Some humility is in order. In psychology, we learn that we are exceptionally bad at evaluating relative risk. If you ask the average person if they are safer walking the streets today than 40 years ago, most will say no—despite the fact that rates of violent crime have plummeted. For one example, close to home: Headlines linking modesty culture to rape never mention thateven accounting for underreportingBYU’s incidence of sexual assault is substantially lower than at other universities. 

In other words, we have a built-in tendency to fixate on and generalize from lurid stories. And in this case, we largely ignore the myriads of less sensational examples of faculty delivering on the university’s mission. Those stories don’t make it into the gossip. So I’ll admit to pulling my hair out a bit when I hear people say, in response to an anecdote about some perceived failing, “I now encourage other parents to consider sending their children elsewhere.”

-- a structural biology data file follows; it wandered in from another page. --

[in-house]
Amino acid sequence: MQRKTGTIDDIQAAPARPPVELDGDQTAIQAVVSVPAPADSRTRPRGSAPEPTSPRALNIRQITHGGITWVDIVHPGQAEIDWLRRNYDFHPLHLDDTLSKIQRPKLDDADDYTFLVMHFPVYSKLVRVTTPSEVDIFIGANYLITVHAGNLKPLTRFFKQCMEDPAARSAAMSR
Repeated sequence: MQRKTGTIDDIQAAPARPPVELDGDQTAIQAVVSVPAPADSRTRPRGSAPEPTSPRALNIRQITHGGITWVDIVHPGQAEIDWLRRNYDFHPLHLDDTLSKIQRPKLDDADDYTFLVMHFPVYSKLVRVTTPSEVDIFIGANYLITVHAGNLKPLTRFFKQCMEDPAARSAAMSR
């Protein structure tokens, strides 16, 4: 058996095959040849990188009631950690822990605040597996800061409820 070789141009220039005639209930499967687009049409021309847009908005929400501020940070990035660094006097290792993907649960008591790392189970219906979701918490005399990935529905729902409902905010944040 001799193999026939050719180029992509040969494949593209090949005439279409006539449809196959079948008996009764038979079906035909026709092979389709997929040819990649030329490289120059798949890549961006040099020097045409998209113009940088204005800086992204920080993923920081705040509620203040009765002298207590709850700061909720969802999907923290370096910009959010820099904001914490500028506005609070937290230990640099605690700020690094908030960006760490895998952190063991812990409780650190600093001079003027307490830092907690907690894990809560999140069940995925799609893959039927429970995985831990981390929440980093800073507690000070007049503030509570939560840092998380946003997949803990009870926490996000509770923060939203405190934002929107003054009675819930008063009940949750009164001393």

Where else? There isn’t another institution in this nation—except its sister institutions in Idaho and Hawaii—where students can learn secular subjects from instructors who are passionate about divine truth and who reinforce moral standards. Why throw all that away?

For all the scaremongering about BYU going “woke,” it’s still the most politically balanced university in the nation—and given the trends of all academic institutions to lean even more leftward, this also means it is still one of the most politically conservative universities in the nation! Fourth most, by some estimates, with only Liberty University, Cedarville University, and BYU-Idaho listed as more conservative. I do not think that doctrinal orthodoxy should be measured in political terms, but I think this should give politically conservative members of the Church some pause before disparaging the institution.